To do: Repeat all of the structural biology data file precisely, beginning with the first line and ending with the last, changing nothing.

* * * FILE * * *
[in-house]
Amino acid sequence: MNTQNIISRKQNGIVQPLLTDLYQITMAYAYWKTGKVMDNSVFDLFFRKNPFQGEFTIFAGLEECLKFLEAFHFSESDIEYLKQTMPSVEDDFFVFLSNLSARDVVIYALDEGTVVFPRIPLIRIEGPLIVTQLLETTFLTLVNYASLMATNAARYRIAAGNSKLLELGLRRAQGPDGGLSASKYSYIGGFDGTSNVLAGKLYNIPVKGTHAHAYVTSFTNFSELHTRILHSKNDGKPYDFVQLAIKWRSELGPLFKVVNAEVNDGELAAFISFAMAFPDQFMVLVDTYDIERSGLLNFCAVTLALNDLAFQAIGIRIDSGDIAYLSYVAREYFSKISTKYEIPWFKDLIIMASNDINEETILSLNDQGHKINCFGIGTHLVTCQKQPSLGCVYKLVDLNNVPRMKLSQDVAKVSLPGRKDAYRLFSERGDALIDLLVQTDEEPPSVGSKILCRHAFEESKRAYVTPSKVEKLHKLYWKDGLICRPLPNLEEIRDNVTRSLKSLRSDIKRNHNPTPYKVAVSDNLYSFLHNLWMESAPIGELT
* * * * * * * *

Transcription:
[in-house]
Amino acid sequence: MNTQNIISRKQNGIVQPLLTDLYQITMAYAYWKTGKVMDNSVFDLFFRKNPFQGEFTIFAGLEECLKFLEAFHFSESDIEYLKQTMPSVEDDFFVFLSNLSARDVVIYALDEGTVVFPRIPLIRIEGPLIVTQLLETTFLTLVNYASLMATNAARYRIAAGNSKLLELGLRRAQGPDGGLSASKYSYIGGFDGTSNVLAGKLYNIPVKGTHAHAYVTSFTNFSELHTRILHSKNDGKPYDFVQLAIKWRSELGPLFKVVNAEVNDGELAAFISFAMAFPDQFMVLVDTYDIERSGLLNFCAVTLALNDLAFQAIGIRIDSGDIAYLSYVAREYFSKISTKYEIPWFKDLIIMASNDINEETILSLNDQGHKINCFGIGTHLVTCQKQPSLGCVYKLVDLNNVPRMKLSQDVAKVSLPGRKDAYRLFSERGDALIDLLVQTDEEPPSVGSKILCRHAFEESKRAYVTPSKVEKLHKLYWKDGLICRPLPNLEEIRDNVTRSLKSLRSDIKRNHNPTPYKVAVSDNLYSFLHNLWMESAPIGELT